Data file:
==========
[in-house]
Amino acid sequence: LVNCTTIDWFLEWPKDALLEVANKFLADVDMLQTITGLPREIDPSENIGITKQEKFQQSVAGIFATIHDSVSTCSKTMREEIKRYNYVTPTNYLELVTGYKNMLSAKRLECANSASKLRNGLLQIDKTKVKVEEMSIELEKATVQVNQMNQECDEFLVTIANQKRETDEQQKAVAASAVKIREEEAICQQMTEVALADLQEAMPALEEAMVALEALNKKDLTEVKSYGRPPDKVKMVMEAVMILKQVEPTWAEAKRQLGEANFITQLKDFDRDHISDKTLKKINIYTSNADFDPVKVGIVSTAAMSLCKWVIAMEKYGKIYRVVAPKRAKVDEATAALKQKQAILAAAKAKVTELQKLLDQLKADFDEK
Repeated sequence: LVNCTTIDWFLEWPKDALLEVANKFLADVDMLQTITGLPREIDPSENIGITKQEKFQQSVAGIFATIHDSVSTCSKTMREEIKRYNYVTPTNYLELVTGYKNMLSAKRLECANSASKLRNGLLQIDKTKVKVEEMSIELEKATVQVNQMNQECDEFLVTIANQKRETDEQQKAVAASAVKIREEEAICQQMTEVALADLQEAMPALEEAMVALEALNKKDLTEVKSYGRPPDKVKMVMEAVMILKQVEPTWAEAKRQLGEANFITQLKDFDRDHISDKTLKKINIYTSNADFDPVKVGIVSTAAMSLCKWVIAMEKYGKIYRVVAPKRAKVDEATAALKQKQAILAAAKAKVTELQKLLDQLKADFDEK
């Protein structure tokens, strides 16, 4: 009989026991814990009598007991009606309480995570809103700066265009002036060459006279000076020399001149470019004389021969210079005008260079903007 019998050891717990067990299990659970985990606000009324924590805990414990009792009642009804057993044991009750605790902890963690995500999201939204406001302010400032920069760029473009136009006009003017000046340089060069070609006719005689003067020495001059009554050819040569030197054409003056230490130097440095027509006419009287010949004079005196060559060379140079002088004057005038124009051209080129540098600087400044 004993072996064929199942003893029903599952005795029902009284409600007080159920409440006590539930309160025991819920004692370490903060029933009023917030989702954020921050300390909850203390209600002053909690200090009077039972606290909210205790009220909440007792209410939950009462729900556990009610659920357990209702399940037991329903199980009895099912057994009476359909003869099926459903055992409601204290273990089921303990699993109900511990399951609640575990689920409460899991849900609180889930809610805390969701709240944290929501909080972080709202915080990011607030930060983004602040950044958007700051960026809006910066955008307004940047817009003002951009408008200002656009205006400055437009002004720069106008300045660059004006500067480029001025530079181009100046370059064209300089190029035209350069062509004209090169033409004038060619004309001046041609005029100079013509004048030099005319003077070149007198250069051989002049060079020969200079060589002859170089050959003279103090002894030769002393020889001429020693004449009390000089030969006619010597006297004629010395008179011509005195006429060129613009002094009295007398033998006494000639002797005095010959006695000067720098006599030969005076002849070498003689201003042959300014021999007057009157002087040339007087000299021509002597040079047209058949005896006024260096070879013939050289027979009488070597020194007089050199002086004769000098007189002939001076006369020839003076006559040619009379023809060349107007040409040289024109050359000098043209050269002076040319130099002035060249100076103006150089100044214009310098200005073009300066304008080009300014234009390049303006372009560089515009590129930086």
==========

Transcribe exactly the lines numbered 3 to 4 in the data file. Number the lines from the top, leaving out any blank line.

Repeated sequence: LVNCTTIDWFLEWPKDALLEVANKFLADVDMLQTITGLPREIDPSENIGITKQEKFQQSVAGIFATIHDSVSTCSKTMREEIKRYNYVTPTNYLELVTGYKNMLSAKRLECANSASKLRNGLLQIDKTKVKVEEMSIELEKATVQVNQMNQECDEFLVTIANQKRETDEQQKAVAASAVKIREEEAICQQMTEVALADLQEAMPALEEAMVALEALNKKDLTEVKSYGRPPDKVKMVMEAVMILKQVEPTWAEAKRQLGEANFITQLKDFDRDHISDKTLKKINIYTSNADFDPVKVGIVSTAAMSLCKWVIAMEKYGKIYRVVAPKRAKVDEATAALKQKQAILAAAKAKVTELQKLLDQLKADFDEK
């Protein structure tokens, strides 16, 4: 009989026991814990009598007991009606309480995570809103700066265009002036060459006279000076020399001149470019004389021969210079005008260079903007 019998050891717990067990299990659970985990606000009324924590805990414990009792009642009804057993044991009750605790902890963690995500999201939204406001302010400032920069760029473009136009006009003017000046340089060069070609006719005689003067020495001059009554050819040569030197054409003056230490130097440095027509006419009287010949004079005196060559060379140079002088004057005038124009051209080129540098600087400044 004993072996064929199942003893029903599952005795029902009284409600007080159920409440006590539930309160025991819920004692370490903060029933009023917030989702954020921050300390909850203390209600002053909690200090009077039972606290909210205790009220909440007792209410939950009462729900556990009610659920357990209702399940037991329903199980009895099912057994009476359909003869099926459903055992409601204290273990089921303990699993109900511990399951609640575990689920409460899991849900609180889930809610805390969701709240944290929501909080972080709202915080990011607030930060983004602040950044958007700051960026809006910066955008307004940047817009003002951009408008200002656009205006400055437009002004720069106008300045660059004006500067480029001025530079181009100046370059064209300089190029035209350069062509004209090169033409004038060619004309001046041609005029100079013509004048030099005319003077070149007198250069051989002049060079020969200079060589002859170089050959003279103090002894030769002393020889001429020693004449009390000089030969006619010597006297004629010395008179011509005195006429060129613009002094009295007398033998006494000639002797005095010959006695000067720098006599030969005076002849070498003689201003042959300014021999007057009157002087040339007087000299021509002597040079047209058949005896006024260096070879013939050289027979009488070597020194007089050199002086004769000098007189002939001076006369020839003076006559040619009379023809060349107007040409040289024109050359000098043209050269002076040319130099002035060249100076103006150089100044214009310098200005073009300066304008080009300014234009390049303006372009560089515009590129930086």